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Hannah: The Grief And The Glory

by J. W. Jepson, D.Min.

Life In Christ Center, 3095 Cherry Heights Road, The Dalles, Oregon 97058

(541) 296-1136

copyright � 1997 by J. W. Jepson

All rights reserved, including the right to grant the following permission and to prohibit the misuse thereof:

The Author hereby grants permission to reproduce the text of this article, without changes or alterations*, as a ministry, but not for commercial or non-ministry purposes.

*Permission is given for publication of excerpts and condensed versions.


The marriage was tension filled. Elkanah and Hannah had no children, and in Israel this was disappointing, even disgraceful.

Elkanah took the way of the flesh. Judging Peninnah fit to accomplish the biological purpose of childbearing. Elkanah took her as his second wife. Hannah’s world fell apart, when Elkanah brought the "other" woman into the home as a permanent and equal member. (See 1 Samuel 1:2.)

This violation of God’s ordinance of marriage produced nothing but heartache. Elkanah became a father, but what a price he paid. Peninnah had his children, but Hannah had his heart. Peninnah became increasingly spiteful toward Hannah, and the children became caught up in the turmoil.

The worst times for Hannah were the annual feasts to the Lord in Shiloh. These were supposed to be happy times: feasting, worshiping, and fellowshipping. But Peninnah knew what to say and do to torment Hannah, and she reserved her most devastating taunts for the feast. She could do the most damage by robbing Hannah of her chance for spiritual renewal. And it worked.

Elkanah tried to balance things by lavishing twice as much on Hannah at the feast as on the other family members, but Peninnah provoked her so much she lost her appetite. Humiliated, her sense of worth shattered, all she could do was cry.

Elkanah was no help when he asked, "Am I not better to you than ten sons?" (v. 8 NKJV). Some husbands have the tact of a rhinoceros in a surgical ward.

Here is the real shocker: "The Lord had closed her womb" (v. 5 NIV). God did it. Did God cause all this trauma? No, people caused it. Then why did God do this? Because to accomplish His purpose He had to bring Hannah to the place where she would seek Him with all her heart.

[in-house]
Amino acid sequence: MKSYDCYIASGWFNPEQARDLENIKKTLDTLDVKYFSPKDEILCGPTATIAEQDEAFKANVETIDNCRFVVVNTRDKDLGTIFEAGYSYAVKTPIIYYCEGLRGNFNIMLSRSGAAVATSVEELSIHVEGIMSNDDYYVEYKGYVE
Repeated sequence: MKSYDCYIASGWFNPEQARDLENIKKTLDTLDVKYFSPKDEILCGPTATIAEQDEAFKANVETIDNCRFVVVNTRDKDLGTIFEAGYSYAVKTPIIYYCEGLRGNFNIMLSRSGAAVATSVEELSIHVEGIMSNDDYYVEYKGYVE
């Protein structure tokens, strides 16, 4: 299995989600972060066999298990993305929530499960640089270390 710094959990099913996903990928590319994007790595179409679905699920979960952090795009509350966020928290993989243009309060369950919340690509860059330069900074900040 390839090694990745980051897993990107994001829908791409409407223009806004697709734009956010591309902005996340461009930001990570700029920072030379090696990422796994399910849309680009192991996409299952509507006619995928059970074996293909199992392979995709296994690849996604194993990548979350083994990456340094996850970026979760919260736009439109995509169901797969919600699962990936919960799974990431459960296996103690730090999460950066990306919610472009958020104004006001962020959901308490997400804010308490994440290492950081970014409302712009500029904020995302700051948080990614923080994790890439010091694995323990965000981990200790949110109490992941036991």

And Hannah did. At one of the annual feasts in Shiloh Hannah slipped away to the house of the Lord and cried it all out to God. "And she made a vow, saying ‘O Lord Almighty, if you will only look upon your servant’s misery and remember me, and not forget your servant but give her a son, then I will give him to the Lord for all the days of his life" (v. 11 NIV).

Israel desperately needed a strong spiritual leader, and God was peparing to raise up such a leader. This leader would need a mother who would realize her son was a gift from God and would totally dedicate him to God. God brought Hannah to the place where she was willing to pray that prayer. The Lord closed her womb that He might open it. His sovereign purpose was there all the time.

Encouraged by Eli the priest, Hannah cheered up and had something to eat. Submission and faith brought joy and peace. The Lord remembered Hannah. (See v. 19.) He had never forgotten her. In due time Samuel was born. In gratitude Hannah composed a song. (See 1 Samuel 2:1-10.)

In her dedication Hannah set an example for all parents. Today when we bring our little ones to the Lord in dedication, often Hannah’s words are read: I prayed for this child, and the Lord has granted me what I asked of him. So now I give him to the Lord. For his whole life he will be given over to the Lord" (1 Samuel 1:27,28 NIV).

Yes, Hannah had to go back into the same home and Peninnah was still there. But Hannah was living in victory, on top of the circumstances, not under them.

No matter what happens, God understands and He knows what He is doing. He may allow circumstances to bring us to himself. He is doing it for our good and His glory. What He is accomplishing is well worth the price of the process.

The outcome is our decision. God leads us, but does not force us. We can take matters into our own hands and make it hard on ourselves, or we can let Him work it out and show us what to do.

Adversity drives us either to God or away from Him. If we yield to Him in faith, He will take us through and bring something beautiful out of it. We will have something we would not have gained otherwise. We will be victorious in the same circumstances that once devastated us. God can close that He might open.

What is God working toward in your life? In what ways does He want you to grow? Are you taking the world’s way out or God’s way up?

God knows what He is doing. As you surrender to Him, trust Him, and follow Him, He will show you the way.

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